SINGAPORE- Veteran Singapore jazz guitarist Farid Ali died yesterday evening at a hospital in Kuala Lumpur, where he has been based since 1993.
Details of the exact cause of his death are unclear, but Farid is said to have had a history of kidney problems and also lost his hearing at one point. He was 50.
Tributes to Farid, who has performed at international music festivals and also fronted progressive blues band Pacific Rim before leaving for Malaysia, were posted on social media platforms.
In a post on his Facebook page yesterday evening, home-grown jazz pianist-composer Jeremy Monteiro called Farid's death "a huge loss to the Singapore and Malaysia music scene".
Speaking to The Sunday Times, Monteiro, who had worked with Farid for 20 years, said: "By 6.45pm, I started getting phone calls and SMSes from people who knew him well.
"I'm still in shock actually."
While attempts to reach Farid's family were unsuccessful, Monteiro said his friend was able to recover only part of his hearing in the last two years after undergoing an operation.
"He was determined to start performing again. That was how dedicated he was to music," he added.
Many in the music industry have fond memories of Farid who, they say, was warm, gracious and deeply passionate about music.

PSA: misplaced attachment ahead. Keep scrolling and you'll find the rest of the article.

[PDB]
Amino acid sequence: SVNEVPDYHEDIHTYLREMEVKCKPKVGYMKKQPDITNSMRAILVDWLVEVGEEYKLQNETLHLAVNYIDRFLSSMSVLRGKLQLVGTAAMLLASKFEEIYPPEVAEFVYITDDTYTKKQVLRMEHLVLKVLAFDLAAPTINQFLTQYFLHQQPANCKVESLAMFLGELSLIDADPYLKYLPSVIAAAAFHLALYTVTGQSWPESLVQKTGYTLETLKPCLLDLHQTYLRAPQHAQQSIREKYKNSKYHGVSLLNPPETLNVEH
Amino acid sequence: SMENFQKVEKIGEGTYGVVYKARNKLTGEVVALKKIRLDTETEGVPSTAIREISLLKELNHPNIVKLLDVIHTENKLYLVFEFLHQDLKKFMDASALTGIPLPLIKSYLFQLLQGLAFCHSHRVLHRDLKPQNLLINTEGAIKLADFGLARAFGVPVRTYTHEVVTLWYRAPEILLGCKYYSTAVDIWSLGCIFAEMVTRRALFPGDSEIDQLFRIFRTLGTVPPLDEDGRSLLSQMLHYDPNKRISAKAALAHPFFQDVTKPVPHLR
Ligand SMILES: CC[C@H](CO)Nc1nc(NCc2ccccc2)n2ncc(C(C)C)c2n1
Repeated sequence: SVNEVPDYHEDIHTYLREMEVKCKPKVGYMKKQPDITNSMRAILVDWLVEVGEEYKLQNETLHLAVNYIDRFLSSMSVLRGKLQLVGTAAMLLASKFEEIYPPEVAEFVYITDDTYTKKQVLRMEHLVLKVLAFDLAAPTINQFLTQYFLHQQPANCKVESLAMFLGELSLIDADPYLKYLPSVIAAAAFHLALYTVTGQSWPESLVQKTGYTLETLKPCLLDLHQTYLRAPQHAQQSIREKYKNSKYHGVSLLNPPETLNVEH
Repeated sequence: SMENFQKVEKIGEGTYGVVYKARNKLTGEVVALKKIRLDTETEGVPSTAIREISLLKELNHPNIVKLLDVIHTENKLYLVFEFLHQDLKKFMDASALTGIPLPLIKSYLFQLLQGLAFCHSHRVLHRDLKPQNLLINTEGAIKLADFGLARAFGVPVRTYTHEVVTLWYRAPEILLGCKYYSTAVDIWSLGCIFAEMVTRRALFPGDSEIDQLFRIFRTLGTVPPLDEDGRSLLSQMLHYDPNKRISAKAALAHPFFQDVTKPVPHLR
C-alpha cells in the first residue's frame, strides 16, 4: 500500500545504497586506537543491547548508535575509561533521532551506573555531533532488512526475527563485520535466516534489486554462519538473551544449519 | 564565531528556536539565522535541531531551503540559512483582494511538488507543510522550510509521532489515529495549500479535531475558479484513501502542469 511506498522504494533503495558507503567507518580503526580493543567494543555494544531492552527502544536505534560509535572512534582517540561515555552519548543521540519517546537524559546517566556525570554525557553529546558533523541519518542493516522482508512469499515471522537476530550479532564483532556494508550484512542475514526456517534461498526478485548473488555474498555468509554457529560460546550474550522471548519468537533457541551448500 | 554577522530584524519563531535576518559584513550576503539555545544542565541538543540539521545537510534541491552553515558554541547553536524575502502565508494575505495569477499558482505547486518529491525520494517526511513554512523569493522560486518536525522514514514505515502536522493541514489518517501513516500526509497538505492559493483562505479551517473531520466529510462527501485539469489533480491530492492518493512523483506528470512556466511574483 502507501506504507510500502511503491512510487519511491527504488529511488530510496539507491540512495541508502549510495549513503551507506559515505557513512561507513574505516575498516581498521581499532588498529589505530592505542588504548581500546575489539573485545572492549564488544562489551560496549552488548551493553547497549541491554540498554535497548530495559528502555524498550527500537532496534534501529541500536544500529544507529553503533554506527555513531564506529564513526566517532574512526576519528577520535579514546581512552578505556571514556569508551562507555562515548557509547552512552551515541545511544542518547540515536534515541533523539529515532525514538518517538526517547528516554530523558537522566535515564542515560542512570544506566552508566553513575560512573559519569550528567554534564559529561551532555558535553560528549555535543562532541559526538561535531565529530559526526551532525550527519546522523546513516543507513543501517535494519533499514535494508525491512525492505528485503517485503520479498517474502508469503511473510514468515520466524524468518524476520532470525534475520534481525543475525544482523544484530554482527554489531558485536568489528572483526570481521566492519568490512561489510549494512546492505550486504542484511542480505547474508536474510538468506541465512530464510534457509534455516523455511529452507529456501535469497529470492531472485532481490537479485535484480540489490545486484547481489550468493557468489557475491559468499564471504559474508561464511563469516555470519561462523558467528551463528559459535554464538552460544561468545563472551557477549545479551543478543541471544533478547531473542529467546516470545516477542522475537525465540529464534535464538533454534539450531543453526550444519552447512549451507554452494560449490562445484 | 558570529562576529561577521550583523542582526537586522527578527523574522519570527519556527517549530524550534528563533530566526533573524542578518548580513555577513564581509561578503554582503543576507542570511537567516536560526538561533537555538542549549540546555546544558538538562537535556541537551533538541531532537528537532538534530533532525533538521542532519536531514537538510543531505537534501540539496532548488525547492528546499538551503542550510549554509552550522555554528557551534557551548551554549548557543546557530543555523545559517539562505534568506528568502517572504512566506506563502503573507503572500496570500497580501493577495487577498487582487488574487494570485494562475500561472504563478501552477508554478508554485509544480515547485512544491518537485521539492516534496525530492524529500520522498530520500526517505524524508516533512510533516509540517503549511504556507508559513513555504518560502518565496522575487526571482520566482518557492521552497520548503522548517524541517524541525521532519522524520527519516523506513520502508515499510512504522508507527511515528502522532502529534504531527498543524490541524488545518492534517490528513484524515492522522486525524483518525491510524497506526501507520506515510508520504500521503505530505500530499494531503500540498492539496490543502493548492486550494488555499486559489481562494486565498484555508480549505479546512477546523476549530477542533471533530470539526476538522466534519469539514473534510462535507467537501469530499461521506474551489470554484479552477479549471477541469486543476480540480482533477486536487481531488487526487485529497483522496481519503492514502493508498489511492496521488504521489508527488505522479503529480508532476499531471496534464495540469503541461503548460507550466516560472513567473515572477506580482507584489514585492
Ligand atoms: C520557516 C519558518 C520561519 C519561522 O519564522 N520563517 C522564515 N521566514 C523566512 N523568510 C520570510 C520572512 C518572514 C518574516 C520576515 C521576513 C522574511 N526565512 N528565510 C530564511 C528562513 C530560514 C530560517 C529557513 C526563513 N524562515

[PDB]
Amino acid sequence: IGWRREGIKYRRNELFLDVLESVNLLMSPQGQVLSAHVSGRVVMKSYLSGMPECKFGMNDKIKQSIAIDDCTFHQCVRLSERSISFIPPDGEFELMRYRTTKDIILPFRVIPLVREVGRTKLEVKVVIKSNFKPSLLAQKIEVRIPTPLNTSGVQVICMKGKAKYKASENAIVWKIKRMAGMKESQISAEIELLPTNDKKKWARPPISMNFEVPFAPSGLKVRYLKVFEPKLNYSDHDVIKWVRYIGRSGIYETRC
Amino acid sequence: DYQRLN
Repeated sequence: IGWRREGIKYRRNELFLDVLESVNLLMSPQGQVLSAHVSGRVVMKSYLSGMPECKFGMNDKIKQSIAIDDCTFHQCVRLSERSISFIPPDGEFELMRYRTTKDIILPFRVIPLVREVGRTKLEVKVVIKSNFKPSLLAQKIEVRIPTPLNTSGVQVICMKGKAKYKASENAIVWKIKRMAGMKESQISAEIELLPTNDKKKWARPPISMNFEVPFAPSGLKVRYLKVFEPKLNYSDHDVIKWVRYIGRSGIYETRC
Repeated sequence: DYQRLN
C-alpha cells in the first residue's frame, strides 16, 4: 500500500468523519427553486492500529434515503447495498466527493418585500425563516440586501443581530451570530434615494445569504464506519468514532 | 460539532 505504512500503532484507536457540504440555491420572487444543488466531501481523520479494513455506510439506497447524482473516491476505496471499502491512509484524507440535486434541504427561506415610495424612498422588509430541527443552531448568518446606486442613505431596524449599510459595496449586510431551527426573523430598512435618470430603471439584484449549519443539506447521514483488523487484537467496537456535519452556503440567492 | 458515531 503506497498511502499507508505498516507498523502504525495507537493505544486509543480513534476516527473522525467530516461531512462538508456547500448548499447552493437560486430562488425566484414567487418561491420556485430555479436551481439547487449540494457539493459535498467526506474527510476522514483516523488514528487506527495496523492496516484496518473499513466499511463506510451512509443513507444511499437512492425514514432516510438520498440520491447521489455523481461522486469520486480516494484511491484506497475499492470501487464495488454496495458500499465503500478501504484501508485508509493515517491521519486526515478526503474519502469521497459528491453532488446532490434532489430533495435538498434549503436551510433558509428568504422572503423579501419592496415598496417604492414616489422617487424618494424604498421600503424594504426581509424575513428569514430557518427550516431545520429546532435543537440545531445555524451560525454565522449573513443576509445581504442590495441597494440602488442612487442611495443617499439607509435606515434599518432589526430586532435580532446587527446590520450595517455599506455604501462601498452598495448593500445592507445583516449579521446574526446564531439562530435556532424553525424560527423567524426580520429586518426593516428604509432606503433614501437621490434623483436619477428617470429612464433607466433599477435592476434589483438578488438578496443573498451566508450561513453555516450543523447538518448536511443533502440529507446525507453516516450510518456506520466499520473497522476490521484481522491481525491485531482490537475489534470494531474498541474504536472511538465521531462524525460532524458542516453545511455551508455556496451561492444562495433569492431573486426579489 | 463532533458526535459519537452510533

He had done the rounds at jazz festivals in the United States and Europe and picked up several awards along the way, such as the best arranger award in the Curacao International Song Festival in 1988.
Farid, who studied at the Berklee College of Music, is also well- known for incorporating the gambus, a 3,500-year-old Persian stringed instrument, into jazz music.
Timbre Group co-founder and chief creative director Danny Loong, 40, who met Farid when he was 19, said that he had been the main inspiration for him to pursue music.
He posted on his Facebook page: "I was inspired by his band, Pacific Rim, to be a musician and one day, open my own music venue and restaurant.
"This is a huge loss to regional music. RIP Farid. You will always be remembered, my friend."
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